Once Chris Huhne was gone, leadership for the Lib Dems defaulted to Ed Davey and Simon Hughes - both very nice people, but utterly incapable of dealing with a majority of unreconstructed Tory Ministers in the government, let alone with the Treasury.
The true extent of this chronic leadership vacuum was revealed in November 2013. At the height of the scandal of yet another unjustified price hike from the Big Six energy companies, The Sun quoted a senior and reliable source in the Conservative Party that the PM wanted "to get rid of all the green crap".
This claim has never been categorically denied by David Cameron, and he certainly never did anything to counter George Osborne's ongoing commentary that 'the environment' represents an inconvenient impediment to growth and prosperity.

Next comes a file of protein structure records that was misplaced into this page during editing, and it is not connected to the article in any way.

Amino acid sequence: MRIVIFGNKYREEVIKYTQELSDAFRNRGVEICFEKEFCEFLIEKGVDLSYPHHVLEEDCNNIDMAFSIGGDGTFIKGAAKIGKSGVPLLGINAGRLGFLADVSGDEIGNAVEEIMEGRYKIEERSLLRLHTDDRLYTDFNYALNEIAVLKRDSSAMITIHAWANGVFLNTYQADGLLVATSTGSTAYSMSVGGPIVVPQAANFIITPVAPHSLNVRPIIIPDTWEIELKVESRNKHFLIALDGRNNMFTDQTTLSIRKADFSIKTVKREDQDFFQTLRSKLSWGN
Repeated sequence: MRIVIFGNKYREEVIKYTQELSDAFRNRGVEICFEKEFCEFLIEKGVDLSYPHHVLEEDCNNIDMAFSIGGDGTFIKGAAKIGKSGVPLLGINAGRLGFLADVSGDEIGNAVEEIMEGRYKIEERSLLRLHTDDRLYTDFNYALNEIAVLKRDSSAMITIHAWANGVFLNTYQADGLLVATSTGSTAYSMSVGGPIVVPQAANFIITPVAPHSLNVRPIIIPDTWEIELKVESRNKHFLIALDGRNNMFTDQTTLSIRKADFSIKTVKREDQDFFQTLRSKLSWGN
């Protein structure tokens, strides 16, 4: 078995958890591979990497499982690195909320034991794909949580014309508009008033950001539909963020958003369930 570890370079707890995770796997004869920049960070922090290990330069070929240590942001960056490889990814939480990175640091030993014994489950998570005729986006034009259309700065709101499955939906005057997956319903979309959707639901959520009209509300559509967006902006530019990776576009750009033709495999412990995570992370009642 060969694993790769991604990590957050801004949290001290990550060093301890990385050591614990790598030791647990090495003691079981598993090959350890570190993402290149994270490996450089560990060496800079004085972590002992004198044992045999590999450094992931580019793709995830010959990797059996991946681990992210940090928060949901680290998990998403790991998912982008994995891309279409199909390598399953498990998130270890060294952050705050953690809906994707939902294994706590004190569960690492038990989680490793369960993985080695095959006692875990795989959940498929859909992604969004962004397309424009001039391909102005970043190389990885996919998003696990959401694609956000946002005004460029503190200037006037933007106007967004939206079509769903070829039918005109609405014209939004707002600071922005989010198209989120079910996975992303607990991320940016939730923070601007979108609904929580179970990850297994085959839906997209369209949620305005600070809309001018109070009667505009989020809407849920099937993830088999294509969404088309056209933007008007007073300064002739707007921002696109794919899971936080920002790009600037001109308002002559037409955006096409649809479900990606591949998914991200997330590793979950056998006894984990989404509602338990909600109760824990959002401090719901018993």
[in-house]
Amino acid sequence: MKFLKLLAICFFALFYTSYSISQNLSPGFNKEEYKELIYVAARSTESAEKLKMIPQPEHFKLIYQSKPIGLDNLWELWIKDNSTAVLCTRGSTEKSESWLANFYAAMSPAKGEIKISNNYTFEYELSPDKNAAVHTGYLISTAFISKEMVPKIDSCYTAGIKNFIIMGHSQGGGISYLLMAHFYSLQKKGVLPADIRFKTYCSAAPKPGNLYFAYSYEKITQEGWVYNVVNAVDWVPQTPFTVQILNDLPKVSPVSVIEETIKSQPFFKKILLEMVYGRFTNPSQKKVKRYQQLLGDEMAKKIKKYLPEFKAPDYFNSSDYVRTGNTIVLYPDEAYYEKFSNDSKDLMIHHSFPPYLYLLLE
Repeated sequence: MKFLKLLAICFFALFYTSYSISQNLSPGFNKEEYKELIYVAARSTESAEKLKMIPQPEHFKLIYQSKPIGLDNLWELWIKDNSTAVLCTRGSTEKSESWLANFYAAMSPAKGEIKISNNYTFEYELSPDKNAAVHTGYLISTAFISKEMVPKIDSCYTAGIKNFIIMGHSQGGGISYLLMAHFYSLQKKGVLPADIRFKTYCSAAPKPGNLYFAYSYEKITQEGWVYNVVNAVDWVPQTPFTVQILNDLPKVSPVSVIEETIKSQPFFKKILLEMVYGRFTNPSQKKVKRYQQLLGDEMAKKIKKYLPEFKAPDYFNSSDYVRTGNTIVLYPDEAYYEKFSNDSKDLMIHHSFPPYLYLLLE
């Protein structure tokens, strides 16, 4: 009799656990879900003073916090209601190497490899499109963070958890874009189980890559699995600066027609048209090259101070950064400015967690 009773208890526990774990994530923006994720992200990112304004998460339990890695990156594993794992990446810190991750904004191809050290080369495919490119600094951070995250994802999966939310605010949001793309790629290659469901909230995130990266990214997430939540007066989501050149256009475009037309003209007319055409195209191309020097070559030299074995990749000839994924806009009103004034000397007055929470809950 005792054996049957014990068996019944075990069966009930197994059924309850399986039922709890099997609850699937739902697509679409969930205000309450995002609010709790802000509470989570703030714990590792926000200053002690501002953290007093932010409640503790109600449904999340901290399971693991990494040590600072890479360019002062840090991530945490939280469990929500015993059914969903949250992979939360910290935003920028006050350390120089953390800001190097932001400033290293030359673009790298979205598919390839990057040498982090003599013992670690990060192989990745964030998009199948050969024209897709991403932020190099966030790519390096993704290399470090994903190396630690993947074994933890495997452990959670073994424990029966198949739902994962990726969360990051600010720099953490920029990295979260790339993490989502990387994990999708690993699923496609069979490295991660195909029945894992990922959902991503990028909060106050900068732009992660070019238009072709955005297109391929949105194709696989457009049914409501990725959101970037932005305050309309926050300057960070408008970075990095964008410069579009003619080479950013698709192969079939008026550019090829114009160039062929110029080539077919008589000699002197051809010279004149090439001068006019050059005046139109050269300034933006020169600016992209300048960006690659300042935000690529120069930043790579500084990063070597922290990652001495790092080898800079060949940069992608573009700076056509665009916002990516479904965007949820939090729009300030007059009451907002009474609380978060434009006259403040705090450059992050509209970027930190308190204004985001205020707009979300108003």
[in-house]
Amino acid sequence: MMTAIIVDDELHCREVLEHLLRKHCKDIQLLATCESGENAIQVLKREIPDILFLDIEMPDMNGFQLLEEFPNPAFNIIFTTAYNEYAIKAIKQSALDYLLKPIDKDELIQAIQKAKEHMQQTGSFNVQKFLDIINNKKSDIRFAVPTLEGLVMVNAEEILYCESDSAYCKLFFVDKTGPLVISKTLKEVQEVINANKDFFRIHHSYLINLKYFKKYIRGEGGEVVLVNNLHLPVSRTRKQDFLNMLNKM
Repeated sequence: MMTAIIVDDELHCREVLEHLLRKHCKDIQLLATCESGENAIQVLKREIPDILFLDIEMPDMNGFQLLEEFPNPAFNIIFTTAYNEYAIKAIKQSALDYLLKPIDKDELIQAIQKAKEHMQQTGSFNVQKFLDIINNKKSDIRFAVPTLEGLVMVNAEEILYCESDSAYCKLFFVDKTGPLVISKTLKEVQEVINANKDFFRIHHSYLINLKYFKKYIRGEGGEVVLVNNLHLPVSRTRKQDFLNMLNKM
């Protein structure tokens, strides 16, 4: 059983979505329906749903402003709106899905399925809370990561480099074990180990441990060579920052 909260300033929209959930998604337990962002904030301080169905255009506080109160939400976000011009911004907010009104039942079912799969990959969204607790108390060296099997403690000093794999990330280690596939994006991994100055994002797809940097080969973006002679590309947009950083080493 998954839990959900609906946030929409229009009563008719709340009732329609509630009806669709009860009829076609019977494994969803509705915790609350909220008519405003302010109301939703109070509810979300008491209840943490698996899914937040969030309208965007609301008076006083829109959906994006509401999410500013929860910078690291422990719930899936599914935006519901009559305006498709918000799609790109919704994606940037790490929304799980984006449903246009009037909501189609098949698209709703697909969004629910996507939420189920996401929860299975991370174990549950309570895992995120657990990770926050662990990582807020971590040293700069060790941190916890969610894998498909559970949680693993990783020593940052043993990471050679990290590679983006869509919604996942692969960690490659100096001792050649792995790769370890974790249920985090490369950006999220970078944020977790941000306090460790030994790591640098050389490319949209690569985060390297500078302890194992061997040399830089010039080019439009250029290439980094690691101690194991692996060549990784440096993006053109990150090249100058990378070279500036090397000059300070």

This overarching view was encapsulated early on in Osborne's Party Conference speech in 2011: "We're not going to save the planet by putting our country out of business."
Department for Environment, Food and Rural Affairs (Defra)
Defra is now one of the weakest departments in Whitehall, hollowed out by savage cuts (already 20%, and up to 25% by the end of this financial year), and chronically poor leadership.
In that respect, we saw a progressive descent from a reasonably well-intentioned Secretary of State in Caroline Spelman, to one of the worst Secretaries of State Defra has ever had (in Owen Paterson), to the ill-informed and ineffectual Liz Truss. It is not encouraging that David Cameron has confirmed Liz Truss as Secretary of State at Defra in his new Cabinet.